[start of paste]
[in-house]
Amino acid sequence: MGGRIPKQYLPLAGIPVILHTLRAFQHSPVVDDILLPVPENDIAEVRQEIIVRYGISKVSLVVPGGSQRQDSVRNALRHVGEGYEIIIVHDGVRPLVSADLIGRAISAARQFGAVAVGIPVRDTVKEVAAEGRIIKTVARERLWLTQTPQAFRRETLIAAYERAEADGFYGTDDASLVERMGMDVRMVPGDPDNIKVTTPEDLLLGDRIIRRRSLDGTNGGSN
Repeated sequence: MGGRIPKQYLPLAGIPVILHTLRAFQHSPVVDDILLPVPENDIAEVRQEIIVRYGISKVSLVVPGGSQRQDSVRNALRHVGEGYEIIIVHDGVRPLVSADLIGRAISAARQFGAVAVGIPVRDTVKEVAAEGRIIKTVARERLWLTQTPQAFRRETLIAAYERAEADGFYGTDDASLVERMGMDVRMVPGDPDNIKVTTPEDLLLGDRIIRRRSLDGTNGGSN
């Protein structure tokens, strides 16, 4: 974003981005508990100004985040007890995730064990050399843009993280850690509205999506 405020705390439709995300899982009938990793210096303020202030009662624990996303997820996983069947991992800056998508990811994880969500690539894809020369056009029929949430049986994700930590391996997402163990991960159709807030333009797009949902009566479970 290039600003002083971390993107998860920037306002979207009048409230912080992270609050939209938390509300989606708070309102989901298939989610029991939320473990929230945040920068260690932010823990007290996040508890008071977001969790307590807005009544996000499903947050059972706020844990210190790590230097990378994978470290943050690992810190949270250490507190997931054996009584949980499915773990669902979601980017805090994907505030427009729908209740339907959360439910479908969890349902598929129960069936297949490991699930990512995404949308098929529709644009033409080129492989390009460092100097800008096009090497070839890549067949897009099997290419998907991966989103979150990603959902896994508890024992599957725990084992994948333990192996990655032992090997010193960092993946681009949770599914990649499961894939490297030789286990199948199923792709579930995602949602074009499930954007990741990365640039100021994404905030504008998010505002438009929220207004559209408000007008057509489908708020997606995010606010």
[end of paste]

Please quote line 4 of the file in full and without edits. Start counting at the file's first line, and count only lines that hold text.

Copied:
């Protein structure tokens, strides 16, 4: 974003981005508990100004985040007890995730064990050399843009993280850690509205999506 405020705390439709995300899982009938990793210096303020202030009662624990996303997820996983069947991992800056998508990811994880969500690539894809020369056009029929949430049986994700930590391996997402163990991960159709807030333009797009949902009566479970 290039600003002083971390993107998860920037306002979207009048409230912080992270609050939209938390509300989606708070309102989901298939989610029991939320473990929230945040920068260690932010823990007290996040508890008071977001969790307590807005009544996000499903947050059972706020844990210190790590230097990378994978470290943050690992810190949270250490507190997931054996009584949980499915773990669902979601980017805090994907505030427009729908209740339907959360439910479908969890349902598929129960069936297949490991699930990512995404949308098929529709644009033409080129492989390009460092100097800008096009090497070839890549067949897009099997290419998907991966989103979150990603959902896994508890024992599957725990084992994948333990192996990655032992090997010193960092993946681009949770599914990649499961894939490297030789286990199948199923792709579930995602949602074009499930954007990741990365640039100021994404905030504008998010505002438009929220207004559209408000007008057509489908708020997606995010606010």